Have you ever thought about how many miles you have walked over your lifetime? In a year? A month? A week? A day? Every time you pound your feet on hard surfaces, especially when you aren’t wearing proper shoes, you may begin to develop pain in the heel.
Sore heels will most likely cure themselves without resorting to surgery if given appropriate rest. However, people many times ignore the warning signs and don’t give their feet the rest they need. This can cause the pain and problem to worsen and could lead to a chronic condition.
If your heel starts to hurt makes sure you see your primary doctor or a podiatrist right away for diagnosis and treatment. They will look at your foot and heel, feeling for swelling and tenderness. Usually pain in the heel is categorized into two main categories: Pain Beneath the Heel and Pain Behind the Heel.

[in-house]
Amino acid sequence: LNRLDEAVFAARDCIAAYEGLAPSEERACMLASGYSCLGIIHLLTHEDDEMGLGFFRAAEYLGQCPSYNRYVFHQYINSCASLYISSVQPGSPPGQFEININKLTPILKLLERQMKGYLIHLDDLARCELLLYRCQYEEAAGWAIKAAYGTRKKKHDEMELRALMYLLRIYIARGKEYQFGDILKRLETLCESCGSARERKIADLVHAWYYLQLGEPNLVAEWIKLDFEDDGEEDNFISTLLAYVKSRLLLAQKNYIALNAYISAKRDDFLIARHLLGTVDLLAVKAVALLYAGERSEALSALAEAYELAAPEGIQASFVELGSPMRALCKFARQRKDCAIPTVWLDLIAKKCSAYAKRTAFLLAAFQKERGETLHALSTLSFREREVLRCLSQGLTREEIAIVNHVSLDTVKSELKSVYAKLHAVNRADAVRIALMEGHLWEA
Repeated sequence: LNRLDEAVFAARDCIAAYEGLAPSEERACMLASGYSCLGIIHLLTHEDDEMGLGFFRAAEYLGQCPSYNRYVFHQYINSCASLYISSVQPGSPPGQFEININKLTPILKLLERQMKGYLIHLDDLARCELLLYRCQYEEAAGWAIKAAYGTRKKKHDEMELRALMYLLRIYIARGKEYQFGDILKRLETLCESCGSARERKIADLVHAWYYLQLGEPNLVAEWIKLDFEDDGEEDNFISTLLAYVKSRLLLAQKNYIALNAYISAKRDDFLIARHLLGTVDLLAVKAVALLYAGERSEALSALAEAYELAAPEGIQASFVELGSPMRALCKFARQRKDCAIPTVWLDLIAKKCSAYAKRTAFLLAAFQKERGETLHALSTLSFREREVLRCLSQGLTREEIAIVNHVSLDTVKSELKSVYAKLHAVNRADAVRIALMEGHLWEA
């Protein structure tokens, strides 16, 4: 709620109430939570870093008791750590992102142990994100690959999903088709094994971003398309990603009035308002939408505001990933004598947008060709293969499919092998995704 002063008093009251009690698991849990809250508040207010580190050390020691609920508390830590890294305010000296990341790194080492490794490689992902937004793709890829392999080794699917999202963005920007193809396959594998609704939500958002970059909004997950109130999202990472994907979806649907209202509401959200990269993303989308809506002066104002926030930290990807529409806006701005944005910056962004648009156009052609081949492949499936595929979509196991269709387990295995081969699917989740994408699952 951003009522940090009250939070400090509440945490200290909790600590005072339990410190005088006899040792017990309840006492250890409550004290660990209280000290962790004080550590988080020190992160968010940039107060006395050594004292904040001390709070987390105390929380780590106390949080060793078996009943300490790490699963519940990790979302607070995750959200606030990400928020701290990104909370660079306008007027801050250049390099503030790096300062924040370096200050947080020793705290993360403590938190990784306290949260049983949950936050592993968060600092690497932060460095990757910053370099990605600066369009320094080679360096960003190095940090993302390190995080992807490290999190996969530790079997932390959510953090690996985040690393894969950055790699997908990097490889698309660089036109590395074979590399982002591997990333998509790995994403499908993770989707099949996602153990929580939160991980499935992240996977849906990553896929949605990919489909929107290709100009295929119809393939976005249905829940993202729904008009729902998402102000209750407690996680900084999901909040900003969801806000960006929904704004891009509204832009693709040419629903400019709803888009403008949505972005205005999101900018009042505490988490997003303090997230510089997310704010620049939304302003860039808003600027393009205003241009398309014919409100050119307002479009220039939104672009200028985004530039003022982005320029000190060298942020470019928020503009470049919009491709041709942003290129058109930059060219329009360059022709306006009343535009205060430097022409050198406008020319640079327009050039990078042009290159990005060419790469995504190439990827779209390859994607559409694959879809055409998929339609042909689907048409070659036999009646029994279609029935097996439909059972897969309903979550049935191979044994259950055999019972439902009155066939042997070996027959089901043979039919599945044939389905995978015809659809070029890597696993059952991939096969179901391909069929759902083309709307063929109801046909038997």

If the primary source of pain is underneath the heel, you could be suffering from a bruise though there may not be any discoloration. Another culprit could be plantar fasciitis which is caused by doing too much running or jumping, causing the tissue to become inflamed. This may require particular medication or exercises. Another cause could be a heel spur which is a calcium deposit (caused by untreated plantar fasciitis) where the fascia tissues connect to your bone. Rest, stretching and heel pad shoe inserts will help.
If your pain is behind your heel, you may have injured the area where the Achilles tendon inserts into the heel bone. This is called retro calcaneal bursitis. This condition is usually caused by excess running or wearing shoes that rub the back of the heel. It can cause a bump on the back of the heel, swelling and the thick skin. Treatment might include rest, stretching and wearing shoes with no back for a while.
As always, don’t let foot pain in the heel go unchecked. We are here for you.